Plant Diseases/tri color beech
QUESTION: Got a six foot baby last year. Planted autumn. Thirty feet from a big maple. I did not know, and I planted it thirty feet from a long established black walnut too. A section of leaves is brown and curling. Also some holes in scattered leaves. 5d511Do I need to transplant??? How can I help it???
ANSWER: Dear Joe, There are a few possible reasons for the brown leaves. If it is just the one branch, then that branch should be cut out. If many of the leaves are curling, it could be because of several things. I'm not sure where in the US you are located, but the tricolor beech prefers to be planted in partly or mostly shady areas. It may be preferable for it to be planted near other big trees, especially if they provide the tree with shade in the afternoon. If you are far enough north, this may not be a big problem, but if you are located in one of the southern states it would be a bigger problem if the tree is planted in full sun. The color of the leaves will be better with some shade. Also, they prefer to be in well drained areas to prevent the roots becoming saturated. The other problem you could have would be borers. This would be most likely if your damage is located in several specific branches and/or you see sap weeping down the tree. In that case, you should spray the tree with a borer spray. Fertilome makes a good one that is called Borer, Bagworm, Tent Caterpillar, and Leaf Miner spray. If you don't find that one, look for a spray containing the active ingredient Spinosad. Spinosad is a completely organic spray that will not harm beneficials, only bugs that try to eat your tree. You can also use it to prevent borers, and to kill whatever has eaten the holes in the leaves. The holes in the leaves, by the way, are not a big problem, but they can be very irritating if there are a lot of them on a tree prized for its beautiful and unusual foliage. If you do decide that you want to transplant the tree because of possible sun damage, I would definitely not do that now. You should wait until the winter to transplant to prevent damaging the roots. This tree has a fibrous root system and is extremely susceptible to transplant shock during the active growing season. In case you think the drainage needs improving, rather than moving the tree, you might be able to fix the problem with some trenches or slopes to channel water away from the tree. I hope this information helps you, but write back if you need further assistance, and I will try to respond more promptly. Good luck, Melissa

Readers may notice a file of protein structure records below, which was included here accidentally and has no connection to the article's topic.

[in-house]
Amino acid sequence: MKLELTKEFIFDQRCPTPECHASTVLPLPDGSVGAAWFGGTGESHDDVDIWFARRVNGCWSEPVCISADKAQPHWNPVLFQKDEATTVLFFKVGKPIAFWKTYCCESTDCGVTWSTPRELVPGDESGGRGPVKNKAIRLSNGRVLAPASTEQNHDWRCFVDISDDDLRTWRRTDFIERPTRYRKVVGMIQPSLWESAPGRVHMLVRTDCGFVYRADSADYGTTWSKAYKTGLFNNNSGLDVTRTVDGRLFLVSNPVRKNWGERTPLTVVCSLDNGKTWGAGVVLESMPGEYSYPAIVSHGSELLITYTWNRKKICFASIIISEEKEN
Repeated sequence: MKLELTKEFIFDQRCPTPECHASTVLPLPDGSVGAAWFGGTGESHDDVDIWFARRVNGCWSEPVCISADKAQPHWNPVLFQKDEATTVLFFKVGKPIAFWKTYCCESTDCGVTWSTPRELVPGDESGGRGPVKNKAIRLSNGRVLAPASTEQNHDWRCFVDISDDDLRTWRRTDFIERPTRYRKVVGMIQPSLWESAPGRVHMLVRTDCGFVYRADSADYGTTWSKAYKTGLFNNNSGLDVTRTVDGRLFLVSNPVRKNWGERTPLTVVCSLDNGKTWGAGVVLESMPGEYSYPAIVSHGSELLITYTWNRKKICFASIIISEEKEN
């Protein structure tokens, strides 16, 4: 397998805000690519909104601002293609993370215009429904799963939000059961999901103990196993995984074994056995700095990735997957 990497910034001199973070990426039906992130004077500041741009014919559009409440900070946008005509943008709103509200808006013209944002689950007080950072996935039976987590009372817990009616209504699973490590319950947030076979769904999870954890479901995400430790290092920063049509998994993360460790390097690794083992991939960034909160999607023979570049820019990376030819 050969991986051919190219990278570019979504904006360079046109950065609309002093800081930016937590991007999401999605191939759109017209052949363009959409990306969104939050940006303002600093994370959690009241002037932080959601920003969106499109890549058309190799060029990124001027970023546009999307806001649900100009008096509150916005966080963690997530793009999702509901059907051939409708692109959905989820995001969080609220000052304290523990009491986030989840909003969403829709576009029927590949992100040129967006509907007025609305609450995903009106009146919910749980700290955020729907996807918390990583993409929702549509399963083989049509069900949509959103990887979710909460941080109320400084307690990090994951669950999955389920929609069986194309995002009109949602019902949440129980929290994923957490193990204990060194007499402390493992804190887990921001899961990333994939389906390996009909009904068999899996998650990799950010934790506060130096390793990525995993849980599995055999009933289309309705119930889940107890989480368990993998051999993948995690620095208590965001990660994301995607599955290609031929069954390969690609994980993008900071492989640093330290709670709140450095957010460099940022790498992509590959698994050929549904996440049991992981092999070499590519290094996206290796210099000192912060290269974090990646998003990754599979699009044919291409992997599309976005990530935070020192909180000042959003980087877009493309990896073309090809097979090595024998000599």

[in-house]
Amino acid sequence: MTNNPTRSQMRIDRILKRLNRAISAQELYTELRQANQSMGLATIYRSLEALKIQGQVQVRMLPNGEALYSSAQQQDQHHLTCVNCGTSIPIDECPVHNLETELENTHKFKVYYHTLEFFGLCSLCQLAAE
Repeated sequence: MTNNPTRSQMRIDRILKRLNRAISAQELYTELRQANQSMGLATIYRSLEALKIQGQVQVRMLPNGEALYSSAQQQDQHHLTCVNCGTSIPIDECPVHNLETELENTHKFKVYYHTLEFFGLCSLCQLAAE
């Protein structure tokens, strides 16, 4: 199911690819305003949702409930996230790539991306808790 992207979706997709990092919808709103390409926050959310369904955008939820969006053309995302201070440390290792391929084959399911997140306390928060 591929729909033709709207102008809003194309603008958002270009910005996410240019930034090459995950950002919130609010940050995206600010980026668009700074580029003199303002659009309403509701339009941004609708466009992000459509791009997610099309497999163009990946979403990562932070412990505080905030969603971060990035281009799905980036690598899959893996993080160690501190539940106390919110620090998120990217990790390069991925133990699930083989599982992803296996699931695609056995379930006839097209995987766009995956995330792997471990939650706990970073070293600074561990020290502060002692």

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QUESTION: I would say that sun is probably not the problem. We are in northwest Indiana. The old maple closest to it, to the east, provides shade in the early part of the day, till about eleven. Thirty feet away, to the west, is the black walnut and a row of 60-70 foot tall pine trees which probably have the tree in shade about six in the afternoon.
Thank you for your response and the wonderful, well-thought out information. I really appreciate it!
Joe, you are very welcome. I didn't think the sun was a real problem because the other leaves are completely unaffected and they would be curled if that was an issue, so borer is your most likely culprit. Incidentally, some borers look like big armored beetles, but others look like clear winged moths and may be striped so that they resemble wasps. Feel free to ask me questions anytime. Melissa